Jean Infield

BMJ 2016; 355 doi: (Published 03 November 2016) Cite this as: BMJ 2016;355:i5864
  1. Robert Saxton

Jean Infield was the product of an extraordinary family. Her father, Louis, an immigrant from Krakow, was an outstanding Cambridge mathematician and, later, senior civil servant. Significantly, in the light of Jean’s subsequent career, he was working at the Ministry of Health at the time of the birth of the NHS. Jean’s mother, Georgina Vandamm, came from an equally distinguished family who, in both London and New York, contributed in a legendary way to the world of showbusiness. Vivian Van Damm, her uncle, was the manager of the West End’s celebrated Windmill Theatre, and his sister, Florence, became a leading Broadway theatre photographer during the “Golden Age.” Her father’s cousin, Leopold Infeld, one of the most important physicists of the 20th century, was, for a time, one of Einstein’s research colleagues at Princeton, USA.

Jean was a product of the pathbreaking London Medical School for Women, which, by the time she was a student in the 1940s, was part of the Royal Free Hospital. Her practical nature and matter of fact attitude were evident in the story she used to relate, of when a V1 flying bomb struck the building—as though this were an everyday occurrence. She displayed an almost Buddhist-like attitude to all creatures, regularly coming to the rescue of spiders and other insects, saying that they deserved to be returned to their natural environment unharmed.

Having been an anatomy demonstrator for students, she later specialised in obstetrics and gynaecology, working at Queen Charlotte’s Hospital and also at the Cancer Hospital (Free), now the Royal Marsden. Although basically apolitical, she believed passionately in social justice and, for many years, ran clinics for the Family Planning Association on both sides of the Thames, in North Kensington and Walworth in south-east London—two of the original clinics set up by the pioneers Helena Wright and Marie Stopes. She was for some years medical officer of the Florence Nightingale Hospital for Women in Lisson Grove and also lectured weekly on anatomy to student teachers at the Royal Academy of Dancing.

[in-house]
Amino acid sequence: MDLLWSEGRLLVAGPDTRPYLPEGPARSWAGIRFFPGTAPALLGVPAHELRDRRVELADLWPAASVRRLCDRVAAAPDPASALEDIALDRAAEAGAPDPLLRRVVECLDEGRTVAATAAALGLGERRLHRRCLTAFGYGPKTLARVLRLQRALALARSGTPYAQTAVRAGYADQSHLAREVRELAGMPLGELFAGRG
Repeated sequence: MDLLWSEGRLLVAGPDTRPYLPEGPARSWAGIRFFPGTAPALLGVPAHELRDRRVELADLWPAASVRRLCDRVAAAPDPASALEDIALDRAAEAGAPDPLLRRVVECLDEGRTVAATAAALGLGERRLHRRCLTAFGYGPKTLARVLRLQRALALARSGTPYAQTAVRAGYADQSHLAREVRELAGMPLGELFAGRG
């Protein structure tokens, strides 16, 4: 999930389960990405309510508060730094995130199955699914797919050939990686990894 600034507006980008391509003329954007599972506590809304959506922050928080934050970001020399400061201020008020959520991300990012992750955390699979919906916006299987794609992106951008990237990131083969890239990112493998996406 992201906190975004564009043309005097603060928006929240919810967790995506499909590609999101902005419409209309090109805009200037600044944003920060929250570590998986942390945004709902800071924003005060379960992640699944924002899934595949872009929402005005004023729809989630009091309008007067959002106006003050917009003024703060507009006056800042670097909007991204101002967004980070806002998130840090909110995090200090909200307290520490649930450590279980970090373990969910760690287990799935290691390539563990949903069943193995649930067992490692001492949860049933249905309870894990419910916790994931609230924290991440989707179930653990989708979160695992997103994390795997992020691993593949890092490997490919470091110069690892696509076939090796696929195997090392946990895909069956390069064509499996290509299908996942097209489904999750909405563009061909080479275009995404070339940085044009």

In the early 1960s she had set up in private practice at 130 Harley Street, taking over Dr Helena Wright’s practice at the latter’s request. Later, she moved to 79 Harley Street. She never had a secretary or PA and would spend weekends doing accounts and sending out test reports herself, with all envelopes handwritten.

Latterly, Jean ran a family planning clinic at London’s University College Hospital and was a frequent lecturer at many venues, an activity that, on one occasion, took her to Hong Kong. Details are in the archive of the Wellcome Foundation, and she is now cited on the internet as a contributor to the BBC’s The Pill: Prescription for Revolution from the early 1990s.

She was a great diagnostician; in one instance, in relation to a family member who had been taken to the accident and emergency department, she offered, down the phone, what turned out to be the correct and quite complex diagnosis, while the hospital was still doing the scan.

Jean was married to Ian Saxton, a former army officer in the second world war and later barrister, for nearly 60 years. He predeceased her. She leaves their two children, Robert and Vivienne.

Senior community medical officer family planning unit Queen Charlotte’s Hospital, London (b 1925; q London 1947; MRCS Eng, FFFP), d 18 November 2015

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